2007 world champion Kimi Raikkonen, 43, to retire from F1 at the end of the season

Alfa Romeo driver made his debut in 2001 and also drove for Sauber, McLaren, Ferrari and Lotus during illustrious career

By Yuri Coghe
Raikkonen has 21 victories, 103 podiums, 18 pole positions and 46 fastest laps in 341 race starts (Photo: F1.com)

2007 world champion Kimi Raikkonen has decided to call it quits on his illustrious Formula 1 career once the season ends.

“This is it. This will be my last season in Formula 1,” Raikkonen said in an Instagram post. “This is a decision I did during last winter. It was not an easy decision but after this season it is time for new things.”

The Finnish driver has 21 victories, 103 podiums, 18 pole positions and 46 fastest laps over an all-time high 341 race starts. At 43 years old, he’s the oldest driver in the current grid.

The Iceman, as he is called, also became a fan-favourite due to his nonchalant, “get me out of here as soon as possible” yet non-aggressive approach to press conferences, interviews and public appearances. There is also no shortage of funny team radio bits and moments throughout Raikkonen’s career.

Raikkonen’s now vacant Alfa Romeo seat throws more fire into the speculation that fellow Finn Valtteri Bottas, now at Mercedes, is soon to sign with the team.

Raikkonen made his debut for Sauber 20 years ago, achieving great results as a 22-year-old rookie coming straight from Formula Renault. His four points-finishes in an era only the top-6 would score were enough for McLaren to give him a seat in the following year. He made it to the podium in his first race for the British team.

The Iceman won his first race the next season at the 2003 Malaysian Grand Prix. He enjoyed seven other victories during his five seasons with McLaren, finishing as the runner-up in the championship to Ferrari’s Michael Schumacher in 2003 and Renault’s Fernando Alonso in 2005.

He moved to Ferrari in 2007 to replace a retired Schumacher and added six more race wins to his name en route to claiming the world championship by a single point from both McLaren drivers Lewis Hamilton – then a rookie – and Fernando Alonso, who had won in the two previous years.

Raikkonen drove for Ferrari until the 2009 season before taking two sabbatical years from F1. He got back in 2012 with Lotus, winning two races during his two years with the team. He then returned to Ferrari to complete five more seasons with the Italian outfit.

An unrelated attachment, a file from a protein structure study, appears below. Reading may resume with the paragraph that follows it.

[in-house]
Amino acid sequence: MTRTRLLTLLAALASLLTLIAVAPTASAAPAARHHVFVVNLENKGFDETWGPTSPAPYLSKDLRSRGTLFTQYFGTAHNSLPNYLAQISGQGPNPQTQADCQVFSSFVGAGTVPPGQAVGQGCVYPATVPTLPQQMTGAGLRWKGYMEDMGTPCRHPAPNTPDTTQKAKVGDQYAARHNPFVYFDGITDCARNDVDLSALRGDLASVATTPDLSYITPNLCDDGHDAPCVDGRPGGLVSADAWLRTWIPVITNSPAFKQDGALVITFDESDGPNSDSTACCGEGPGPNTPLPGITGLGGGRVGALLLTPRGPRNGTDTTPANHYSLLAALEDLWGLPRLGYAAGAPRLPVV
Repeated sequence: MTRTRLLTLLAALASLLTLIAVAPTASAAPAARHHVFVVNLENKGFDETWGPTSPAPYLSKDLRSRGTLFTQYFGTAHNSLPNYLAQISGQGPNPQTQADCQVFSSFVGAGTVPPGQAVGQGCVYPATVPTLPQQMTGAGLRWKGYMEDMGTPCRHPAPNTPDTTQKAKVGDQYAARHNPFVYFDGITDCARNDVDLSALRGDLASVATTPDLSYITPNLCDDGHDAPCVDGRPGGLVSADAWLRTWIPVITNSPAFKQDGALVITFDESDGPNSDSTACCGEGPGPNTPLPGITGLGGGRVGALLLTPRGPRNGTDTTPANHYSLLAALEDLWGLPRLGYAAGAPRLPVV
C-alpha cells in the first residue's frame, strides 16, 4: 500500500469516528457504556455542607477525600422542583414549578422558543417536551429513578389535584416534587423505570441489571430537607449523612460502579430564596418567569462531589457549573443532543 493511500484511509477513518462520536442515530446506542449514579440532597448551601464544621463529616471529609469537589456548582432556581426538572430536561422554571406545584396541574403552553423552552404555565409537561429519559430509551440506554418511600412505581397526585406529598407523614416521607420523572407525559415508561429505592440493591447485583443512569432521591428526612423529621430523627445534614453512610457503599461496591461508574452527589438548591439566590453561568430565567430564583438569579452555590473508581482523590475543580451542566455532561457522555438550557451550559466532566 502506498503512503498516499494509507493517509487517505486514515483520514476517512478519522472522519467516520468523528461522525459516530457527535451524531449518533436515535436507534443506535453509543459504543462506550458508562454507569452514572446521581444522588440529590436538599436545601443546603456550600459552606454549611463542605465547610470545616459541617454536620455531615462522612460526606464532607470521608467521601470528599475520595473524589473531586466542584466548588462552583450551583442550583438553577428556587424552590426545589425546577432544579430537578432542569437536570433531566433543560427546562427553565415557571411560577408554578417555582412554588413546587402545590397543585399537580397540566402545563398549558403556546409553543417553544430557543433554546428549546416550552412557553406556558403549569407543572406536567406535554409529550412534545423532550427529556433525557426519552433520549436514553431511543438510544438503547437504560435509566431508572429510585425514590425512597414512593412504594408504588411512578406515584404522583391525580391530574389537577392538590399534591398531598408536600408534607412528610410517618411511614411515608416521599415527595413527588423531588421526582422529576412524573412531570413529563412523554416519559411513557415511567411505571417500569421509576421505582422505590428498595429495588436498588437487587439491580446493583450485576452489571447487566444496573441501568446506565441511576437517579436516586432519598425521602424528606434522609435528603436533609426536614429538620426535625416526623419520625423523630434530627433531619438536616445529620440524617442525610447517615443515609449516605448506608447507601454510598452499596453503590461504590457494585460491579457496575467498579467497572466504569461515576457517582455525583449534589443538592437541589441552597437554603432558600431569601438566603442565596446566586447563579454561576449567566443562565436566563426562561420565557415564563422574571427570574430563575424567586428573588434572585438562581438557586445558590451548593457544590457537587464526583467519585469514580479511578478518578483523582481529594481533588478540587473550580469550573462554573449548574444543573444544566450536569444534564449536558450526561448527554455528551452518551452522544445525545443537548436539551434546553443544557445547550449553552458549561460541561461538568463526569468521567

His latest win in Formula 1 came at the 2018 United States Grand Prix, also likely to be his last podium finish.

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The Finn has been with Alfa Romeo – a rebranded version of the Sauber team he started his career at – since the 2019 season. He currently sits 17th in the drivers’ standings with two points.

“Even though the season is still on, I want to thank my family, all my teams, everyone involved in my racing career and especially all of you great fans that have been rooting for me all this time,” he added.

“Formula 1 might come to an end for me but there is a lot more in life that I want to experience and enjoy. See you around after all of this! Sincerely Kimi.”

Raikkonen also spoke about his retirement during the press conferences ahead of this weekend’s Dutch Grand Prix.

“I had a good run, I’m happy with what I achieved,” Raikkonen said. “Obviously you want to win and it’s not easy to win. I wanted to win a championship, I got close quite a few times and managed to win it with Ferrari, so happy that it happened, especially with them.

“But the rest, strength or not strength, I don’t care. I had fun and I did it my way, and I wouldn’t change a single thing even if I could, because otherwise then maybe we wouldn’t be sitting here today if you changed one thing along the way. No complaints – I cannot really complain.”

Alfa Romeo, F1 and drivers pay tribute

Raikkonen’s announcement triggered tributes from many, including his own team, fellow drivers and F1 CEO Stefano Domenicali.

“Alfa Romeo Racing ORLEN would like to express all its gratitude to Kimi for the incredible seasons spent together in these two stints,” Raikkonen’s team said in a statement. “For the work ethic, the passion for racing, the determination to succeed he displayed from his first test in Fiorano to last week’s session debriefs; and for being a unique character, always true to himself – something that endeared him to everyone who worked with and for him.”

“There isn’t any driver out there like Kimi Räikkönen,” said Alfa Romeo team principal Frédéric Vasseur. “His presence, his charisma and his unique attitude, matched with the innate skill that made this team give him a chance back in 2001, have made him a legend of our sport in a way which numbers and statistics struggle to convey.

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“Kimi is an incredible part of our sport, a personal friend and a true champion,” said Domenicali, a former Ferrari team principal. “I had the privilege of working with him at Ferrari and know the fantastic person he is. We will all miss him and his unique style and wish him and his family the best for the future.”

Championship leader Lewis Hamilton was one of many drivers to answer questions about Raikkonen’s retirement in press appearances.

“I remember before I got to Formula 1, in computer games I’d always be in Kimi’s car,” Hamilton said. “So I had this crazy experience of racing against him, losing a championship to him and then (having) lots of great battles (with him). He will be missed.”

Raikkonen’s Alfa Romeo teammate Antonio Giovinazzi also congratulated the Finn on his championship-winning career.

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